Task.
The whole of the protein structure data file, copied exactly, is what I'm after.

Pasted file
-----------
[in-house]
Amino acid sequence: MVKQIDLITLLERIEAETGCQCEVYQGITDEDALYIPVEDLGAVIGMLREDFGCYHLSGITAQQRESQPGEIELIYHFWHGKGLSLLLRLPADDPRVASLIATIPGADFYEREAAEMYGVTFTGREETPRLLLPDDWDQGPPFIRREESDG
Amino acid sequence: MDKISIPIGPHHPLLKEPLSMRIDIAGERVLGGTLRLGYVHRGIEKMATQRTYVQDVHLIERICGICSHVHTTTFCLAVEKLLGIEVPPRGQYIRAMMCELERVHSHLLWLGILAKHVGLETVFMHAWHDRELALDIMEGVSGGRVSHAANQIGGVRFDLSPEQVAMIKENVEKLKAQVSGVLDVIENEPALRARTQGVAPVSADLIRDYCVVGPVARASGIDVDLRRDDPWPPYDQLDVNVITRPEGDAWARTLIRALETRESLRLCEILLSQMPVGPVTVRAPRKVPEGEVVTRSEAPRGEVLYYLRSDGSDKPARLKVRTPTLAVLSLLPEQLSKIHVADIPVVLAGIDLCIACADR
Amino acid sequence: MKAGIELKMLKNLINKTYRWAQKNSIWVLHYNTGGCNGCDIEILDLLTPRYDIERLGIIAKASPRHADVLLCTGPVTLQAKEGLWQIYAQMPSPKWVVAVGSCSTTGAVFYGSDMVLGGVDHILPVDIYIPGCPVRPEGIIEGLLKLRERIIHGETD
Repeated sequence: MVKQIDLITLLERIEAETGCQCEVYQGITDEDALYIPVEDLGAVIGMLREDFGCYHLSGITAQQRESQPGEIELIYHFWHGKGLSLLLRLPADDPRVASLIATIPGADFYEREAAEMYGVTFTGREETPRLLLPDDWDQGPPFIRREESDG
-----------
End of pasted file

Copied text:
[in-house]
Amino acid sequence: MVKQIDLITLLERIEAETGCQCEVYQGITDEDALYIPVEDLGAVIGMLREDFGCYHLSGITAQQRESQPGEIELIYHFWHGKGLSLLLRLPADDPRVASLIATIPGADFYEREAAEMYGVTFTGREETPRLLLPDDWDQGPPFIRREESDG
Amino acid sequence: MDKISIPIGPHHPLLKEPLSMRIDIAGERVLGGTLRLGYVHRGIEKMATQRTYVQDVHLIERICGICSHVHTTTFCLAVEKLLGIEVPPRGQYIRAMMCELERVHSHLLWLGILAKHVGLETVFMHAWHDRELALDIMEGVSGGRVSHAANQIGGVRFDLSPEQVAMIKENVEKLKAQVSGVLDVIENEPALRARTQGVAPVSADLIRDYCVVGPVARASGIDVDLRRDDPWPPYDQLDVNVITRPEGDAWARTLIRALETRESLRLCEILLSQMPVGPVTVRAPRKVPEGEVVTRSEAPRGEVLYYLRSDGSDKPARLKVRTPTLAVLSLLPEQLSKIHVADIPVVLAGIDLCIACADR
Amino acid sequence: MKAGIELKMLKNLINKTYRWAQKNSIWVLHYNTGGCNGCDIEILDLLTPRYDIERLGIIAKASPRHADVLLCTGPVTLQAKEGLWQIYAQMPSPKWVVAVGSCSTTGAVFYGSDMVLGGVDHILPVDIYIPGCPVRPEGIIEGLLKLRERIIHGETD
Repeated sequence: MVKQIDLITLLERIEAETGCQCEVYQGITDEDALYIPVEDLGAVIGMLREDFGCYHLSGITAQQRESQPGEIELIYHFWHGKGLSLLLRLPADDPRVASLIATIPGADFYEREAAEMYGVTFTGREETPRLLLPDDWDQGPPFIRREESDG